231 reputation
6
bio website benhull.info
location South Australia, Australia
age 33
visits member for 11 months
seen Nov 17 at 5:10
Mostly front-end web stuff: CSS, HTML, JS.

Nov
3
comment Is there a word for a professional who has a beautiful and neat handwriting and whose work consists of using that attribute?
The person who draws the text in comic books is called the 'Letterer' (imaginatively enough!).
May
4
comment Wondering if the use of the word “gotta” is correct here
Good call, you're right. Adjusted to make that clearer,.
May
4
revised Wondering if the use of the word “gotta” is correct here
Adjusted phrasing to separate the paraphrased bits
May
3
answered Reaction to Scratching Noise
May
3
answered Wondering if the use of the word “gotta” is correct here
Mar
12
answered One word for “proactive changing of behaviour”
Mar
12
comment One word for “proactive changing of behaviour”
I think 'evolution' is pretty strictly a reactive process.
Mar
11
comment What's the English equivalent of “Drilling one's head”?
Australian slang also allows for "pissing in my ear" - which is the same thing, but when it's annoying for the listener (as well as being a fun phrase).
Mar
11
answered Is it ok to say “Don't visit the internet”?
Feb
3
comment What's a man called who follows everything his wife says or wishes?
@user21497 - given that there are something like 180 million Hindi speakers in the world, I don't think we need to use a the (horrible) actions of a tiny minority to evaluate an entire language, no. Uxorious carries an implication of excessive - it is inherently a submissive concept. Contrast to devoted, which is generally positive because it doesn't mean excessive.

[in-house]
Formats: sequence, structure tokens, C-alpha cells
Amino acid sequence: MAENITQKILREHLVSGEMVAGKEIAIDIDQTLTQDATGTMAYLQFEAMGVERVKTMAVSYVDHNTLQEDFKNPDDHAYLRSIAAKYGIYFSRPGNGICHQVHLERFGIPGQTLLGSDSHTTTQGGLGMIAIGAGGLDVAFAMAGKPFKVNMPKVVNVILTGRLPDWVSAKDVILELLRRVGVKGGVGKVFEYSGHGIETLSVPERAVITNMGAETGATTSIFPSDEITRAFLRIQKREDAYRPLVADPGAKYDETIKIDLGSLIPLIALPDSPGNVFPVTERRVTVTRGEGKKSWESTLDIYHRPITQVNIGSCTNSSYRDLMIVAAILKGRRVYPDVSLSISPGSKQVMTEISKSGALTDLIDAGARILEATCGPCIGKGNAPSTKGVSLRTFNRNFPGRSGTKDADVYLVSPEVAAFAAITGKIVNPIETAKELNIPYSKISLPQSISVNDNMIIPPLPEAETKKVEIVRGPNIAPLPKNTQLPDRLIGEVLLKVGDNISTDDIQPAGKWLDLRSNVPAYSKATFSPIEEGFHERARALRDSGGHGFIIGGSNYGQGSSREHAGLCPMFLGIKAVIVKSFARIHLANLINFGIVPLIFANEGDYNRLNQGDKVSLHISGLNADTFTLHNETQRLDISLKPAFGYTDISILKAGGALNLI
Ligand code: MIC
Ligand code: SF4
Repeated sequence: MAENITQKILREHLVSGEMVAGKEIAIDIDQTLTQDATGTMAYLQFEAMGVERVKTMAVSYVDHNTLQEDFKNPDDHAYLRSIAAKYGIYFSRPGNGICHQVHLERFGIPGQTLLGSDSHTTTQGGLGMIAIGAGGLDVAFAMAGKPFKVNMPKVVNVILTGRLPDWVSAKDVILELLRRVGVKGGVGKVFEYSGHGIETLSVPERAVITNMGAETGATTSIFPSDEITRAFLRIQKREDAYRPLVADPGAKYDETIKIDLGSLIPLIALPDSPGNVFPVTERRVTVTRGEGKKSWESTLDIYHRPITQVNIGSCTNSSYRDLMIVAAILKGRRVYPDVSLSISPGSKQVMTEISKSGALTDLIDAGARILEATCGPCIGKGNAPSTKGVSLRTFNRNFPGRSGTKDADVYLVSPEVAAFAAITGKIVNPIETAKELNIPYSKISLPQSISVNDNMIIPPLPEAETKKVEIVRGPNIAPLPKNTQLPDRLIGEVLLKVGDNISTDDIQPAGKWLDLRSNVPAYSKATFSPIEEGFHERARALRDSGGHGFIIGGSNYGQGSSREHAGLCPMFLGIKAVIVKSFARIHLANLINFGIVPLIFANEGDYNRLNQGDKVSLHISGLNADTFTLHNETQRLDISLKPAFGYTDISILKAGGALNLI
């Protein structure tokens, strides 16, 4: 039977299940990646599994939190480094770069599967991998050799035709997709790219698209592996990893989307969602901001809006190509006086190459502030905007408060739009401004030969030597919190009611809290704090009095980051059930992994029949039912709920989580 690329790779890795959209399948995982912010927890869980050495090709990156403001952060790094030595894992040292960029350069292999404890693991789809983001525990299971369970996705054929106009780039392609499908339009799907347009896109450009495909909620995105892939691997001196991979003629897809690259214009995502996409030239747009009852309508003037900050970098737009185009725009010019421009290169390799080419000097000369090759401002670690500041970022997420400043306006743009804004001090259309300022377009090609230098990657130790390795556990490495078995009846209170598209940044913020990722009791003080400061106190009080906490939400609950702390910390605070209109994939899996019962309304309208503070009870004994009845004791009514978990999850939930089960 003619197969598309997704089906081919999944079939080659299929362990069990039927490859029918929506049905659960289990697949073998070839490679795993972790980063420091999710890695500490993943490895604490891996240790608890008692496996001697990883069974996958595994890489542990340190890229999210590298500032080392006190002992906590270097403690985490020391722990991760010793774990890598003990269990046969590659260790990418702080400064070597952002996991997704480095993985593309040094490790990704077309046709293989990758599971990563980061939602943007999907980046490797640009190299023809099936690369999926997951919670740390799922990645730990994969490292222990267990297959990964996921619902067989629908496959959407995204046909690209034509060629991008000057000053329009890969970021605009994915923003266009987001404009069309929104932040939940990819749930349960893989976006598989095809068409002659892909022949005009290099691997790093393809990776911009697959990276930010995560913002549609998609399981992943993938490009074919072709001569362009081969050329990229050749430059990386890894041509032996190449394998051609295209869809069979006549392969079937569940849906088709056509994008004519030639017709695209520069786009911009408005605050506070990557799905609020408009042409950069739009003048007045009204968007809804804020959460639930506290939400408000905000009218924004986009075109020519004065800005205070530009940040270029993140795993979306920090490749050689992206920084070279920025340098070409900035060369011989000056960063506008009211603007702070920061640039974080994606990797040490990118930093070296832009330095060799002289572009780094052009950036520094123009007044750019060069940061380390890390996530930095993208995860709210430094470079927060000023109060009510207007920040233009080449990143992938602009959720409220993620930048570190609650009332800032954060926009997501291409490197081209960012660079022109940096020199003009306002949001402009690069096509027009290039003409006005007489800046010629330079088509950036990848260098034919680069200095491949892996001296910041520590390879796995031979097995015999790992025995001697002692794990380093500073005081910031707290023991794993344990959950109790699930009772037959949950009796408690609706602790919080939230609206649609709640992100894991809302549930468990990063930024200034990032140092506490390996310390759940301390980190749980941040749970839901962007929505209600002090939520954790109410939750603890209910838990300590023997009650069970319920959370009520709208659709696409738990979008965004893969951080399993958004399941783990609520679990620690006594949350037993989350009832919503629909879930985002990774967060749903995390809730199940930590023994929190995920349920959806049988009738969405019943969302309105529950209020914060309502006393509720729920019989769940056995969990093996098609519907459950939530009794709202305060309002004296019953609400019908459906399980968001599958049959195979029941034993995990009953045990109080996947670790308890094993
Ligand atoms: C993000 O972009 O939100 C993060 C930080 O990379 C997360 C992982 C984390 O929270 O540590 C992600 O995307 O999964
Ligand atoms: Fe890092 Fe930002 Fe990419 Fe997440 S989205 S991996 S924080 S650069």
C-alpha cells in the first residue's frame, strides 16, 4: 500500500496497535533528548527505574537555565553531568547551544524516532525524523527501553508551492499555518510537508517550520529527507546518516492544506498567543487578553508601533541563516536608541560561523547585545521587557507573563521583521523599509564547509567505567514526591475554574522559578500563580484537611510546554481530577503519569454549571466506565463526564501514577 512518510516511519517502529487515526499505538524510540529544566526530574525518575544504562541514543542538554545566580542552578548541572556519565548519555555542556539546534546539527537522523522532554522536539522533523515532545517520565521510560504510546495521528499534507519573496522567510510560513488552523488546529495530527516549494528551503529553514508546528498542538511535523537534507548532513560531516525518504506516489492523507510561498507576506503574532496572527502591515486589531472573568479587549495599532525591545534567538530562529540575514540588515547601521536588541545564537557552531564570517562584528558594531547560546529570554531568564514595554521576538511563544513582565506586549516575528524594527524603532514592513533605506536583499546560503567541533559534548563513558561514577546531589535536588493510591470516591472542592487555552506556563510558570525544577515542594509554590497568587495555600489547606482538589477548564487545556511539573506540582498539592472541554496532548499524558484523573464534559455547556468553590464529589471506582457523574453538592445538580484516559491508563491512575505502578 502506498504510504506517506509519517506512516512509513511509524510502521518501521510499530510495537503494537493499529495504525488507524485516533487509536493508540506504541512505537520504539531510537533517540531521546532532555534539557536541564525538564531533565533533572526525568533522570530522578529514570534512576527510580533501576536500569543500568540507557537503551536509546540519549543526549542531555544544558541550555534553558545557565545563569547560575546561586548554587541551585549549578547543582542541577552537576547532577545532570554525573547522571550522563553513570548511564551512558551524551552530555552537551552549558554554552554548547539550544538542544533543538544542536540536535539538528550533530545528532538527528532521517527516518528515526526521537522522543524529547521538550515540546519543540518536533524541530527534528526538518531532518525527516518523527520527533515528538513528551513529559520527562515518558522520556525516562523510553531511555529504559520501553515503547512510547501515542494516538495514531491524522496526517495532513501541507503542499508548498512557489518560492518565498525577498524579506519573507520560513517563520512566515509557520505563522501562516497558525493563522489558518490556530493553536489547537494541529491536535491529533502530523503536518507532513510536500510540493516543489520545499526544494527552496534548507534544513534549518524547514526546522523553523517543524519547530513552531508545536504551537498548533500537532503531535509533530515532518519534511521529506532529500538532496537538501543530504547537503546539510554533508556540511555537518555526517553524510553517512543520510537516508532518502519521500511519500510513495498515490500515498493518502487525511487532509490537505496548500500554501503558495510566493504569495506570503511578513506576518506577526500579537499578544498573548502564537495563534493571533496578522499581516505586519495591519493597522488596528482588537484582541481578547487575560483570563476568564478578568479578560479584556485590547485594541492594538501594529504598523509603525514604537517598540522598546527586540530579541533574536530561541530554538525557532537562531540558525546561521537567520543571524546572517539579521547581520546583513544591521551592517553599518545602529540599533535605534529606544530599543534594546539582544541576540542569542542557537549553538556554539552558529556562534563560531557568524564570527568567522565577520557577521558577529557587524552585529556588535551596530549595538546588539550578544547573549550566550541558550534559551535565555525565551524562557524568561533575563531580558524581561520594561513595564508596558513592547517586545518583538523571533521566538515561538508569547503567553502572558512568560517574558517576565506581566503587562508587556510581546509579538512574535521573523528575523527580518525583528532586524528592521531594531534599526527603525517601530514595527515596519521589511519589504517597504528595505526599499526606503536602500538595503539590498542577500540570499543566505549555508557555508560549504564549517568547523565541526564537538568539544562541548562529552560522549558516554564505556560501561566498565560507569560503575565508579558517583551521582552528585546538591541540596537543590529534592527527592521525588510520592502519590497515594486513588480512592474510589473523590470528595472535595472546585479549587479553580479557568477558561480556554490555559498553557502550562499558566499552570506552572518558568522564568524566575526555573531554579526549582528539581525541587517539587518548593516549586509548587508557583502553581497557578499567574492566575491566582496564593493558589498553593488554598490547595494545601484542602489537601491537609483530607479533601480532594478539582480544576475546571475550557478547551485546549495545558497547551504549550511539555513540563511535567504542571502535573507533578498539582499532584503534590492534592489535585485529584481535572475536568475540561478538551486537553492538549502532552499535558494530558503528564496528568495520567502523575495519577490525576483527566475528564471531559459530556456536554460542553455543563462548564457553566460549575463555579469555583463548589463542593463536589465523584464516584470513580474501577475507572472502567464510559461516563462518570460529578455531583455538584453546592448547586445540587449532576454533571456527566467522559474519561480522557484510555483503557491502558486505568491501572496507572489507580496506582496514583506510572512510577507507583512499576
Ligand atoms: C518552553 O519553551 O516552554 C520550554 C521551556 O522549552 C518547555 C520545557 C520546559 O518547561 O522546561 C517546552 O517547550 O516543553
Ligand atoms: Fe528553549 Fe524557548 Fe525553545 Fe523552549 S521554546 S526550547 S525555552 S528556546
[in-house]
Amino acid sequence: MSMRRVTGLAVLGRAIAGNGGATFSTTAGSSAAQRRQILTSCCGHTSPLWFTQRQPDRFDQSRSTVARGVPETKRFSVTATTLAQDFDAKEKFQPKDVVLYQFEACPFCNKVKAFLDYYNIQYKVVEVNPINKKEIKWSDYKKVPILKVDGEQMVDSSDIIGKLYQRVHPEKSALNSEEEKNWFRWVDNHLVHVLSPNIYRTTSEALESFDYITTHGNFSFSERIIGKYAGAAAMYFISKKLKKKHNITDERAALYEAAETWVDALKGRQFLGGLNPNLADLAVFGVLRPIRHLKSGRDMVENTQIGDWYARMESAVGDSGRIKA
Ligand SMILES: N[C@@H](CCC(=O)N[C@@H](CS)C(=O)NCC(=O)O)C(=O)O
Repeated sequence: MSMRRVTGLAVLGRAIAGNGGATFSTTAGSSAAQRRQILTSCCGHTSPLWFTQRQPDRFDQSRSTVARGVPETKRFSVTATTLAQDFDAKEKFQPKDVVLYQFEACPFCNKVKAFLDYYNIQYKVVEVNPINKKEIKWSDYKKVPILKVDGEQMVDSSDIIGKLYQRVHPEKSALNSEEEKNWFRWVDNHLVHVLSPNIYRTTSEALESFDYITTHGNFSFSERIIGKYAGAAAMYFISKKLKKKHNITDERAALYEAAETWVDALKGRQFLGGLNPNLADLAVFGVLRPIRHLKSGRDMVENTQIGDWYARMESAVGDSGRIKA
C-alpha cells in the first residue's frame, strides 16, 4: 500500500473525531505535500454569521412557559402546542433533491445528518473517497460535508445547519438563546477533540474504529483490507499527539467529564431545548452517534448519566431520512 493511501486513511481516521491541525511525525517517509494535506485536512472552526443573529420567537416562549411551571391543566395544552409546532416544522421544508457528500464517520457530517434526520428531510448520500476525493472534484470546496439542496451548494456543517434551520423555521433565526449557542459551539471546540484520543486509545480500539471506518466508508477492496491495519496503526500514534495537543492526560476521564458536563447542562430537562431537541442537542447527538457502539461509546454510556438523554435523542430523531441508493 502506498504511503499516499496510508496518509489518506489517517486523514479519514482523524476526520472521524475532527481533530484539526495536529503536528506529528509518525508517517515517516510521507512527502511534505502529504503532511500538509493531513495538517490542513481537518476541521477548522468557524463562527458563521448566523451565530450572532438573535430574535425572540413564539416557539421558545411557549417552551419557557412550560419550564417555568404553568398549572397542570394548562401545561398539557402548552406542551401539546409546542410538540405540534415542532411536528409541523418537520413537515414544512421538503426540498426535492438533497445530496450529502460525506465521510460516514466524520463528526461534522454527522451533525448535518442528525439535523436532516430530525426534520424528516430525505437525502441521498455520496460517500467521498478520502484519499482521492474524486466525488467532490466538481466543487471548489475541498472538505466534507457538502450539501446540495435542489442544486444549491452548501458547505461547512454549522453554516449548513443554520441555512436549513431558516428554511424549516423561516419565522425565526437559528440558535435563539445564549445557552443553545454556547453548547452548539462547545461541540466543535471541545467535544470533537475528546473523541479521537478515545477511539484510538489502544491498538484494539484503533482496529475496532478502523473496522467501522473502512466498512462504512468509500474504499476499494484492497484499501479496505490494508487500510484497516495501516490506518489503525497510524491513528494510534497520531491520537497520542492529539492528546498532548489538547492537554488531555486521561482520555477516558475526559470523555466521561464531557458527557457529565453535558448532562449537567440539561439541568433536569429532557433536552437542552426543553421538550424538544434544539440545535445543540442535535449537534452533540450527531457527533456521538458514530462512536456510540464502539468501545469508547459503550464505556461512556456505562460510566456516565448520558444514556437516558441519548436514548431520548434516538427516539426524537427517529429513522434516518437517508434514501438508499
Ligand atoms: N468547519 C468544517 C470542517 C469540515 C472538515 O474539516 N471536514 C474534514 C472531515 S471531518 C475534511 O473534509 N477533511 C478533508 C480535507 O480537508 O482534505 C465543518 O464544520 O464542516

Feb
3
awarded  Critic
Jan
15
comment What do you call the thing you get at the hospital when you break your leg, etc.?
@tchrist, your nationality is showing!
Dec
27
comment What's the origin of “dinkum”?
+1 for the 'work' meaning being obsolete: These days, 'Dinkum' is used as a contraction of 'Fair Dinkum', to mean 'truthfully', particularly when spoken. For example: "You won't believe it, Barry's been rooting my missus!" to which Bruce might respond "Dinkum?" - equivalent to 'Really?' or 'You're kidding'.
Dec
27
comment Is “coachee” even a word?
'...ee' is usually paired with an '..er', isn't it? Employee/Employer, Trainee/Trainer. I wouldn't use Coachee because to me, it implies you're a Coacher, not a Coach.
Dec
27
answered “Not even I can” versus “Even I can't”
Dec
27
comment Is there a word for “air can pass through it”?
Yep - @DavidM's got it. Porosity is an indicator how much capacity/free space there is in the material (how big the pores are, and what shape), and permeability is an indicator of how easily fluids can flow through the material.
Dec
27
awarded  Commentator
Dec
27
comment Word for large, short, wide, roundish, fat bottle
Australia uses 'stubbies' vs. 'long-necks' about beer bottles, too, though stubbies are usually ≈375ml, and long-necks 750ml. Then there's the infamous 'Darwin Stubby' - which is 2L or so: en.wikipedia.org/wiki/File:Darwin_stubby.jpg
Dec
27
comment Is there a word for “air can pass through it”?
I'd say that common usage for 'Aerated' implies 'containing air', particularly of liquids: Aerated water is bubbly (even though that's actually carbonation with CO2, not air), and aerated cement has bubbles formed in it while liquid. I wouldn't use aerated about fabric, though.
Dec
27
comment Is there a word for “air can pass through it”?
Porous is related to permeable, but it's distinct - Porous means 'containing pores', but doesn't specify that the pores be interconnected such that liquid or air can move from one pore to the next. So, a material like fabric can both porous and permeable, while something like polystyrene is porous but not permeable (to water, at least). Like others have said, permeability is fluid-specific (water vs. air), but porosity is not (either it has pores or it doesn't).